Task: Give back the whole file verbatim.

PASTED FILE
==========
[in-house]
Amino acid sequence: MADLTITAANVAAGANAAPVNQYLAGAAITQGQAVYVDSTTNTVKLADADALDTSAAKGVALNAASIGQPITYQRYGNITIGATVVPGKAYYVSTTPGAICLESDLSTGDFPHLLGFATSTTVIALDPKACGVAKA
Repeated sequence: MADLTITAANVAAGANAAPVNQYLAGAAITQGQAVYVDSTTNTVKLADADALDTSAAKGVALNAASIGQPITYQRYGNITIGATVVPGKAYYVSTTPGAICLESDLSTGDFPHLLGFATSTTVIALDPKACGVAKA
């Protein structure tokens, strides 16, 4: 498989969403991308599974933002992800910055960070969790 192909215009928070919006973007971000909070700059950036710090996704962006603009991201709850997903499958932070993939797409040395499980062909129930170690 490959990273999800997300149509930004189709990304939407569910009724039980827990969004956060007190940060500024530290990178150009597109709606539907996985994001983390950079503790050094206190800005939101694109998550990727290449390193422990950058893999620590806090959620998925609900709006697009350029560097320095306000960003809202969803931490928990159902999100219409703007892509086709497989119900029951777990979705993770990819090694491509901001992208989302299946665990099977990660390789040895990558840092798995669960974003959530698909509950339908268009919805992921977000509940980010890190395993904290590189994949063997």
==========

[in-house]
Amino acid sequence: MADLTITAANVAAGANAAPVNQYLAGAAITQGQAVYVDSTTNTVKLADADALDTSAAKGVALNAASIGQPITYQRYGNITIGATVVPGKAYYVSTTPGAICLESDLSTGDFPHLLGFATSTTVIALDPKACGVAKA
Repeated sequence: MADLTITAANVAAGANAAPVNQYLAGAAITQGQAVYVDSTTNTVKLADADALDTSAAKGVALNAASIGQPITYQRYGNITIGATVVPGKAYYVSTTPGAICLESDLSTGDFPHLLGFATSTTVIALDPKACGVAKA
């Protein structure tokens, strides 16, 4: 498989969403991308599974933002992800910055960070969790 192909215009928070919006973007971000909070700059950036710090996704962006603009991201709850997903499958932070993939797409040395499980062909129930170690 490959990273999800997300149509930004189709990304939407569910009724039980827990969004956060007190940060500024530290990178150009597109709606539907996985994001983390950079503790050094206190800005939101694109998550990727290449390193422990950058893999620590806090959620998925609900709006697009350029560097320095306000960003809202969803931490928990159902999100219409703007892509086709497989119900029951777990979705993770990819090694491509901001992208989302299946665990099977990660390789040895990558840092798995669960974003959530698909509950339908268009919805992921977000509940980010890190395993904290590189994949063997």